House GOP Sneaks Hyde Restrictions Into Another Unrelated Bill

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House GOP Sneaks Hyde Restrictions Into Another Unrelated Bill

Emily Crockett

House Republicans tried to expand the anti-choice Hyde Amendment for the fourth time this year, this time with a last-minute change to a medical research bill.

House Republicans tried to expand the anti-choice Hyde Amendment for the fourth time in 2015, this time with a last-minute change to a medical research bill.

HR 6, the 21st Century Cures Act, is a bipartisan effort to speed the development and delivery of new medical treatments and enhance funding for the National Institutes of Health (NIH) and the Food and Drug Administration (FDA).

After the bill had already been extensively negotiated and unanimously passed out of the House Energy and Commerce Committee last week, anti-choice legislators quietly added to the bill language that would have applied the Hyde Amendment, which severely restricts federal funds for abortion care, to the allocations.

Rep. Diana DeGette (D-CO), who worked on the Cures bill with Rep. Fred Upton (R-MI) and is co-chair of the House Pro-Choice Caucus, said on the House floor that she was “disappointed” in the move.

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“I think it is unnecessary, and I think it distracts our attention from the important mission this bill brings,” DeGette said.

The House easily passed HR 6 on Friday, after rejecting an amendment by Rep. Barbara Lee (D-CA) that would have stripped out the Hyde language.

The first time House Republicans tried to expand the Hyde Amendment this year was through a sweeping anti-choice bill that would have both made Hyde permanent and drastically limited private insurance coverage of abortion care.

That bill, an attempt to appease the right-wing base after Republicans canceled a vote on a 20-week abortion ban bill, went nowhere after the House passed it.

“When that didn’t work, when they couldn’t get [Hyde] everywhere, they started putting it into every bill that comes along,” Sharon Levin, director for federal reproductive health policies at the National Women’s Law Center, told Rewire.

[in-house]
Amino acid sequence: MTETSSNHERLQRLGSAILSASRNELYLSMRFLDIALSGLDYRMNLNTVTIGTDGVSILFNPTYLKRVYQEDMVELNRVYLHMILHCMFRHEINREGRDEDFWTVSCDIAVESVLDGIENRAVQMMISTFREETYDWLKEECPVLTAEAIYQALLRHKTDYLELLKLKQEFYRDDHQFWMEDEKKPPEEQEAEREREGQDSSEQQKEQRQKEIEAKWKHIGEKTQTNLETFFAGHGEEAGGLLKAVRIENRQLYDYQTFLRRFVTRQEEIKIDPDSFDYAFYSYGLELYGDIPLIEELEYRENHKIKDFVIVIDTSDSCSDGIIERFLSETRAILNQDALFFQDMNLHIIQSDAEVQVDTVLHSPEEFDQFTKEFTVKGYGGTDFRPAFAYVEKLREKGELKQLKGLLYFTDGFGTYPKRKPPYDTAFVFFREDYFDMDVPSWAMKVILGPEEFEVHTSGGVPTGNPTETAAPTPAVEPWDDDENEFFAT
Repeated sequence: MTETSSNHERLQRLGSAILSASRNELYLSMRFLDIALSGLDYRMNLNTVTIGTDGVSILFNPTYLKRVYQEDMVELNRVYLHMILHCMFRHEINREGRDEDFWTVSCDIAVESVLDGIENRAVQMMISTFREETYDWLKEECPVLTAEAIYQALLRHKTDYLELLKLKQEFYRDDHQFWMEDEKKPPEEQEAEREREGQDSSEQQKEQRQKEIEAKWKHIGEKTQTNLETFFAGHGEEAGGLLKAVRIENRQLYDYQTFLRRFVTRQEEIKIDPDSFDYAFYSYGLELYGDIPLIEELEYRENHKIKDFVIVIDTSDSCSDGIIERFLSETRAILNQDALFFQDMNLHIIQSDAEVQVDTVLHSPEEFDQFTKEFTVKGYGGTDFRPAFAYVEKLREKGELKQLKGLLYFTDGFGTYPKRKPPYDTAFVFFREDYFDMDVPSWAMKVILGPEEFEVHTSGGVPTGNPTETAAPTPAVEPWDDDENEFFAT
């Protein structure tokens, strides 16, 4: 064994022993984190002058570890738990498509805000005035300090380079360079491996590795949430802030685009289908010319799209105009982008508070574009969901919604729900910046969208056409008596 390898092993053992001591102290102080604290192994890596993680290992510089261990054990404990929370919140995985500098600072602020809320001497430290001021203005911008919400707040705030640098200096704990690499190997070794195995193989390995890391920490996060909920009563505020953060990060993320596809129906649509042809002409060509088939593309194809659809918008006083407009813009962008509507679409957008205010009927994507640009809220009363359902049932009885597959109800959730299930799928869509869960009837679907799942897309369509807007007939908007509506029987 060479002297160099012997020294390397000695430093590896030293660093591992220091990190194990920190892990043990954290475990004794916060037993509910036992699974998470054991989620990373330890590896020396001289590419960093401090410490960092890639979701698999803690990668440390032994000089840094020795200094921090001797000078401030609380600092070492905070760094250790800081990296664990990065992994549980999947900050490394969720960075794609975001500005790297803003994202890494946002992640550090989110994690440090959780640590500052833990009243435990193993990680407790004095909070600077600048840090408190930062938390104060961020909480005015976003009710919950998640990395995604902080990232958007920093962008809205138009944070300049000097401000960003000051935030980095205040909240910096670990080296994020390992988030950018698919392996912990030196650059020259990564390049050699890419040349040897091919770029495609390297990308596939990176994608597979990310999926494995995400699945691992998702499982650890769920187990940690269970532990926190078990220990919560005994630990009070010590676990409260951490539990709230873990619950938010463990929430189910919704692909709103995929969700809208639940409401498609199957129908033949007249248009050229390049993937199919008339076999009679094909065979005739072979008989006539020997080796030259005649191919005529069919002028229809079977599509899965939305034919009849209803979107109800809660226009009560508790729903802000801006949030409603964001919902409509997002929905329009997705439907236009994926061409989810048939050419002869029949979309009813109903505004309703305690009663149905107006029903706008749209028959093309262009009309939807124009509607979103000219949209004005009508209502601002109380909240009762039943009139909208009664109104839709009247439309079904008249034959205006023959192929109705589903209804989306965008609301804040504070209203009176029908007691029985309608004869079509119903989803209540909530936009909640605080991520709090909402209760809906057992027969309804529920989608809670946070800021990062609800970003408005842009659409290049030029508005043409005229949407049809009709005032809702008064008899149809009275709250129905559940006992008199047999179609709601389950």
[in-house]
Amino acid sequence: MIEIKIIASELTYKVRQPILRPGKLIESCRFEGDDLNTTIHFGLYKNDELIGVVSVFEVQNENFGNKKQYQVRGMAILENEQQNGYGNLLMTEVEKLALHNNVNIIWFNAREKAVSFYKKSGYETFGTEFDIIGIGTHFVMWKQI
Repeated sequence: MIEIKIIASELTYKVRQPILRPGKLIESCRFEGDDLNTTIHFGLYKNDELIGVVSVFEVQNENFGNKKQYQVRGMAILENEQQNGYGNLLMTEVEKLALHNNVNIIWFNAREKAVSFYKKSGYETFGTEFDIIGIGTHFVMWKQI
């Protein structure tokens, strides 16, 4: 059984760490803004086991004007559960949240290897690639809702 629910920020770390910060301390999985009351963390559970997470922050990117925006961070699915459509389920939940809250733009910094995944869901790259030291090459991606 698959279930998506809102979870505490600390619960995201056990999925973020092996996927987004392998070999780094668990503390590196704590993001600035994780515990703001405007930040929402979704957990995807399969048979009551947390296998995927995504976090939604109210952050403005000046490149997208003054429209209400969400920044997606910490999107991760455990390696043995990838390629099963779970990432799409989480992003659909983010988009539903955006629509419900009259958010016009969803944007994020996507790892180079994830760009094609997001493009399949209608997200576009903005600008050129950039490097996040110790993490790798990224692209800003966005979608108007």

This “Hyde and sneak” strategy, as pro-choice advocates call it, has been used in two other high-priority bipartisan bills this year—a human trafficking bill and a bill that addressed the long-standing “doc fix” problem in the Medicare sustainable growth rate (SGR).

In those bills, as in the 21st Century Cures bill, Hyde restrictions were added by reference—citing other places in the law where Hyde would apply, instead of explicitly writing new language into the bill that restricts abortion funding.

Pro-choice Democrats in Congress saw the original Hyde restriction in the human trafficking bill as a dangerous expansion worth putting up a bitter public fight for, but they seemed to think that the hard-won bipartisan compromises in the long-awaited Medicare and Cures bills weren’t worth torpedoing over restrictions that were both more temporary and more theoretical in their application.

While pro-choice Democrats say they aren’t happy about the addition to the Cures bill and would like to see it stripped out, most seem to think that it wouldn’t change much about the Hyde fight in practice. Democrats still lack the votes to get rid of Hyde, which still applies to programs like Medicaid that matter the most to women’s access to abortion care.

Some House Democrats are working to end the Hyde Amendment entirely so that this problem won’t come up again.

Along with Rep. Jan Schakowsky (D-IL), Lee and DeGette introduced a bill this week, the EACH Woman Act, that would both override Hyde and guarantee equal access to abortion insurance coverage for all women. The bill has no chance of passing the GOP-dominated House, but it represents a significant shift in Democratic messaging and strategy on the issue as new polling shows that a majority of Americans support public funding for women who can’t afford abortion care.

“The point here is that we have to get Hyde out,” a House Democratic aide told Rewire, adding that the Hyde language that ended up in the Cures bill is “more nimble” and less harmful than that in either the SGR bill or the original human trafficking bill.

“For example, if we have a great year in 2016 and we have the votes to suddenly overturn Hyde, then in subsequent years for that Cures funding, Hyde is gone,” the aide said. It’s also highly unlikely that research funds for the NIH and the FDA would have any practical effect on abortion access, the aide said.

But pro-choice advocates are most concerned about what will happen in the long term as Republicans continue to insert Hyde language into new parts of the law. Right now, Hyde is added every year to spending bills as a sort of tradition, but it could become even more deeply embedded and harder to extinguish if Republicans stay their current course of stealthily inserting Hyde into bills seen as essential to pass.

“They keep doing this over and over again, in order to embed the law wherever they can,” Levin said. “And each time it gets put in, it’s precedent that they can then look back to and say, ‘Well it was in here, why can’t we put it in there?’”